Teacher, feminist philosopher, poet, loyal friend, avid gardener, lover of coffee shops, beer and bad movies, loving partner, sister, friend and aunt. Born Aug. 31, 1956, in Edmonton. Died Feb. 12, 2011, in Halifax of breast cancer, aged 54.
One of three daughters, Sue was born into the gregarious Edmonton family of Bill and Pat Campbell. She often reminisced about the many times her parents' house was full of extended family, all gathered around the piano singing while Aunt Betty played. Or of the many convivial times spent at the family cottage at Ma-Me-O Beach. Family, especially her sisters Katy and Lori, and friendship were central to her life.
Sue majored in philosophy at the University of Alberta, where her exceptional abilities were recognized early on by both professors and fellow students. Several lifelong friendships were forged at this time, which Sue attended to with the same care and reflection she brought to both philosophy and gardening. She wrote her PhD dissertation at the University of Toronto on emotion, which formed the basis of her first influential book, Interpreting the Personal: Expression and the Formation of Feelings.
Sue worked tirelessly because she felt the clarity she could bring to a subject could provide resources for those who had been marginalized. Her fiercely honest perspective was always tempered by compassion, generosity and humour (sometimes dark, sometimes gentle). To be Sue's friend was to laugh a lot.
In 1991, she met her beloved partner Jan Sutherland. They moved to Halifax in 1992 with their two cats, Stanley and Lili, where Sue taught at Dalhousie University in the philosophy department and the women's studies program.
The word "taught," however, seems inadequate to convey the degree to which Sue was committed to her students and colleagues. She had the courage not only to explore what interested her and seemed important, whether it was academically trendy or not, but also to encourage her students to do the same. Her dedication both to her work and the communities she cared about took their toll on her physically, but Sue never let that divert her, co-editing books and writing many papers.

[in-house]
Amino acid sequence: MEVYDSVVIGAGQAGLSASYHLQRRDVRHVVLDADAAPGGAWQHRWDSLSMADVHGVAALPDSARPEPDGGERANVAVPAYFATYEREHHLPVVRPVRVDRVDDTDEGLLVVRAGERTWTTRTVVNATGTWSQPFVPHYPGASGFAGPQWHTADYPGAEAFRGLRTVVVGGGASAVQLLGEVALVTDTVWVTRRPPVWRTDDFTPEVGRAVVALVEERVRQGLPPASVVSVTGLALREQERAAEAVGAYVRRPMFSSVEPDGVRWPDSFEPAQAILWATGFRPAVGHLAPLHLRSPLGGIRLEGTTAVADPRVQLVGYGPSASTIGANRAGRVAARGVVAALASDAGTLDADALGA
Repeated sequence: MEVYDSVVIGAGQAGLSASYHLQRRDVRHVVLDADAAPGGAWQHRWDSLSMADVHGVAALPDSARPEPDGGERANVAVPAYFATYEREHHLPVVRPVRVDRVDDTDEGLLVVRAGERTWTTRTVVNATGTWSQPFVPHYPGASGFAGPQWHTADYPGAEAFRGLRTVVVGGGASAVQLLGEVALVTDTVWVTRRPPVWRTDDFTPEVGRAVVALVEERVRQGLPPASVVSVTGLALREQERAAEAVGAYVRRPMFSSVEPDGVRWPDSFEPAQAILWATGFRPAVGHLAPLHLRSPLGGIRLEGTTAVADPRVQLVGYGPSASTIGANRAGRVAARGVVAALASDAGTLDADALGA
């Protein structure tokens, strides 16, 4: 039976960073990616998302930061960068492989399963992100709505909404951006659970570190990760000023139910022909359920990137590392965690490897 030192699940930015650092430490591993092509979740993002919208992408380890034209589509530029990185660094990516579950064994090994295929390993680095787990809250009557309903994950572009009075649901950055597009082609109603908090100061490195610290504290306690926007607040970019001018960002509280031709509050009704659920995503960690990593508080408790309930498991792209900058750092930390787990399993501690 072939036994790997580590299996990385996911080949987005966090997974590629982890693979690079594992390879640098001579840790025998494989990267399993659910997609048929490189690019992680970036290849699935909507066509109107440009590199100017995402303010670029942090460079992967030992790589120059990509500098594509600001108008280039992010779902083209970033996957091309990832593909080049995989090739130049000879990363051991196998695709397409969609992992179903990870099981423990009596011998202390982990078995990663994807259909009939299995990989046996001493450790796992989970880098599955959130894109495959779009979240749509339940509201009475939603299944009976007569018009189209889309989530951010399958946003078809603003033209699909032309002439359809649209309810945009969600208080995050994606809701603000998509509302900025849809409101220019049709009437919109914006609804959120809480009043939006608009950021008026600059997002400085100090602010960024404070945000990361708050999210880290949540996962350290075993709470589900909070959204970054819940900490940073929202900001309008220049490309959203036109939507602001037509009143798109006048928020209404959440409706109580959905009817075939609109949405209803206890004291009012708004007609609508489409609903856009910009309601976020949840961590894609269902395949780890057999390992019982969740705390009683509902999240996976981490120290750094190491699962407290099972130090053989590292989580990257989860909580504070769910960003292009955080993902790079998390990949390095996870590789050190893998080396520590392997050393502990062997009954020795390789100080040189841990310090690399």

Sue's second award-winning book, Relational Remembering: Rethinking the Memory Wars, led to her being asked to contribute two timely and relevant discussion papers on memory to the Indian Residential Schools Truth and Reconciliation Commission.
As her health failed over the past two years, Sue refused to indulge in self-pity. Time spent at Frog Hollow, the cabin she and Jan acquired at Shingle Lake in central Nova Scotia, was a source of great comfort and joy to Sue, as was their rescue dog, Sugar. After her death, Sue's friends and family gathered at Charlie's Club in Halifax and at Brewsters in Edmonton to honour her with memories, music, tears and beer.
By Sue's partner, Jan Sutherland, her sisters Lori and Katy Campbell, and friends Rocky Jacobsen and David Checkland